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Hysterectomy - Comparison of Hysterectomy Procedures

Laparoscopic supracervical hysterectomy (LSH)

Laparoscopic supracervical hysterectomy is done by inserting a laparoscope and surgical instruments through several small abdominal incisions. The uterus is removed in small pieces through one of the incisions and the cervix is left intact. This is also known as subtotal or partial hysterectomy. This type of procedure usually causes minimal blood loss and pain. The hospital stay is shorter than for total abdominal surgery. Most women can return to normal activity a week or two afterward. LSH can be done:

  • To remove uterine fibroids of any size.
  • To remove a uterus of any size.

LSH usually takes longer to do than abdominal or vaginal hysterectomy. LSH is not available in some areas.

Total laparoscopic hysterectomy (TLH)

The total laparoscopic hysterectomy is done by inserting a laparoscope and surgical instruments through several small incisions in the abdomen. The uterus and the cervix are removed in small pieces through one of the incisions. TLH can be done:

  • To remove uterine fibroids that are small to moderate in size.
  • When there is not a lot of scar tissue in the pelvic area.
  • When there is not a worry about cancer in the ovaries.

TLH requires the surgeon to have special training. It usually takes longer to do than abdominal or vaginal hysterectomy. But recovery and hospital stay are shorter than for total abdominal hysterectomy. TLH is not available in many parts of the country.

There are a number of ways that laparoscopic hysterectomies are done. Sometimes a tool called a morcellator is used to remove the uterus in small pieces. This procedure is not done if there is a risk of uterine cancer because the tool could cause the cancer to spread to other parts of your body. Talk to your doctor about your risks with a laparoscopic procedure.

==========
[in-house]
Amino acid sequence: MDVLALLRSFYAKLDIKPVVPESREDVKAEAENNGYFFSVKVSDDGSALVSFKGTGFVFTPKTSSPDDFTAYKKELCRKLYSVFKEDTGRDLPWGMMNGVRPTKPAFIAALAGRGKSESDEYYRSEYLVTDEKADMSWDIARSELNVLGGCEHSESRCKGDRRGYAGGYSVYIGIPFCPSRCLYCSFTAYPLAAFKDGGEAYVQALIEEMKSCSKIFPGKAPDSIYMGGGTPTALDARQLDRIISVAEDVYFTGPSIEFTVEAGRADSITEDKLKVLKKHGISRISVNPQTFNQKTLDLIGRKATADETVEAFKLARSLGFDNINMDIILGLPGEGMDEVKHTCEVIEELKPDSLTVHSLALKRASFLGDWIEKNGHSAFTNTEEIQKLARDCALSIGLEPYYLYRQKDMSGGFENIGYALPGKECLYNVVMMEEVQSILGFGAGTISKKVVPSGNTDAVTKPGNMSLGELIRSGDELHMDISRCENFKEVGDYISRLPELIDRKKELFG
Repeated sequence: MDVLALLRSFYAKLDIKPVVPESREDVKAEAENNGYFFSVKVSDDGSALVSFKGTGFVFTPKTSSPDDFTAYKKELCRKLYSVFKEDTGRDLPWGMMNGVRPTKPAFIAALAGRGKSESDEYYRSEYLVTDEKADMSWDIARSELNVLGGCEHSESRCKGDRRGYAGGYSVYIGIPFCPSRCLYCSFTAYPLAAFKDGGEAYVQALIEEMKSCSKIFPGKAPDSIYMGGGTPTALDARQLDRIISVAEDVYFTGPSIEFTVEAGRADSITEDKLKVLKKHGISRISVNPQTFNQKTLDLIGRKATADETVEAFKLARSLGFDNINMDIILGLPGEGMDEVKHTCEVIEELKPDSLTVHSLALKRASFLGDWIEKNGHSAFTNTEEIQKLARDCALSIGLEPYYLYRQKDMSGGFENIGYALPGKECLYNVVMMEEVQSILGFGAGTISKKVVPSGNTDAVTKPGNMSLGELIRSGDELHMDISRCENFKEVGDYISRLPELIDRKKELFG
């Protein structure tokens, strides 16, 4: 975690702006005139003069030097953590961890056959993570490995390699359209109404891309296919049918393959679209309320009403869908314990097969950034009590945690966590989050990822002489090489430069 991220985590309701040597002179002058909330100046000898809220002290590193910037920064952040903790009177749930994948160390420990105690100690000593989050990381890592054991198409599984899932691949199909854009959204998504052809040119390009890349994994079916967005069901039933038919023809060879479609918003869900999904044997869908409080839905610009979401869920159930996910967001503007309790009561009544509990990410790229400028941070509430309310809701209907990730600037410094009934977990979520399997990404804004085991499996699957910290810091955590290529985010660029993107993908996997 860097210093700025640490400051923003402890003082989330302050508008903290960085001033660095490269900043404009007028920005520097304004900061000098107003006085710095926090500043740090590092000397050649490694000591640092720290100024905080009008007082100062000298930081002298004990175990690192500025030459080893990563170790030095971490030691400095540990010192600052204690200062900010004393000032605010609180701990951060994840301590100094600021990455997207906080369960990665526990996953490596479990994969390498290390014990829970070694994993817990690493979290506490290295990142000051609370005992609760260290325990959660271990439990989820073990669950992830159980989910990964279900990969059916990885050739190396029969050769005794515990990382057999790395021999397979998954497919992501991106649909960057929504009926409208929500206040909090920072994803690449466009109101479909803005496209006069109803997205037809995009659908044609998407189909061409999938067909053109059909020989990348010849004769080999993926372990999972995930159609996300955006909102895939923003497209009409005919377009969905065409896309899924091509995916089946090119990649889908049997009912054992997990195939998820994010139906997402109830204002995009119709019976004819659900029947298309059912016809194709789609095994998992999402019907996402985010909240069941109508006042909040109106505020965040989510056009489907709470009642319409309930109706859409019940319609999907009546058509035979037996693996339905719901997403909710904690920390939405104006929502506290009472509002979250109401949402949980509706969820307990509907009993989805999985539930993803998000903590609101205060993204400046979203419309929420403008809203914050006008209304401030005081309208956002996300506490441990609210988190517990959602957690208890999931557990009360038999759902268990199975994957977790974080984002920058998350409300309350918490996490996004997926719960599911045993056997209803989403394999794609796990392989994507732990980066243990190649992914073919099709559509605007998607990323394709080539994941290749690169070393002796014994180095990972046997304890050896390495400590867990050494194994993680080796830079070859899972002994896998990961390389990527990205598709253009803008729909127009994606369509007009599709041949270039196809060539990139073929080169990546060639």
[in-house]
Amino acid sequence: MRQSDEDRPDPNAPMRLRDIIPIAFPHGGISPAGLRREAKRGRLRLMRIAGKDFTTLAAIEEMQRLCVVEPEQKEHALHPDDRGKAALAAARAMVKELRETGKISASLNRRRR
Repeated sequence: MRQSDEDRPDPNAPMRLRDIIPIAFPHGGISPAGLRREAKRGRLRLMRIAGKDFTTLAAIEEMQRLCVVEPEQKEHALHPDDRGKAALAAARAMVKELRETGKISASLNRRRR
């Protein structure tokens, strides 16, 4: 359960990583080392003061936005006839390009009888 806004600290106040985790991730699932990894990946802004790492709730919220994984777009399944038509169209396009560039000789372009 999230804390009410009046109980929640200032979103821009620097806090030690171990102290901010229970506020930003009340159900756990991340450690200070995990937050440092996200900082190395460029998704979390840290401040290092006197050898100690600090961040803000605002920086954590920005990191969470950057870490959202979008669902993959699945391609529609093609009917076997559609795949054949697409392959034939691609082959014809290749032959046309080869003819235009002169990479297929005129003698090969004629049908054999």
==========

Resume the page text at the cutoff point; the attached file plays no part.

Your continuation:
Some laparoscopic surgery is done using only one incision. This is called laparoendoscopic single-site surgery (LESS) or single-port surgery.

Some doctors offer robot-assisted surgery for hysterectomy. For this method, the surgeon controls robotic arms that hold the surgery scope and tools. Robotic surgery for hysterectomy may be an option for women who have certain conditions. But it usually costs more money, and studies have not shown that it is better than other hysterectomy procedures.2

This information is produced and provided by the National Cancer Institute (NCI). The information in this topic may have changed since it was written. For the most current information, contact the National Cancer Institute via the Internet web site at http:// cancer .gov or call 1-800-4-CANCER.

WebMD Medical Reference from Healthwise

Last Updated: July 02, 2014
This information is not intended to replace the advice of a doctor. Healthwise disclaims any liability for the decisions you make based on this information.
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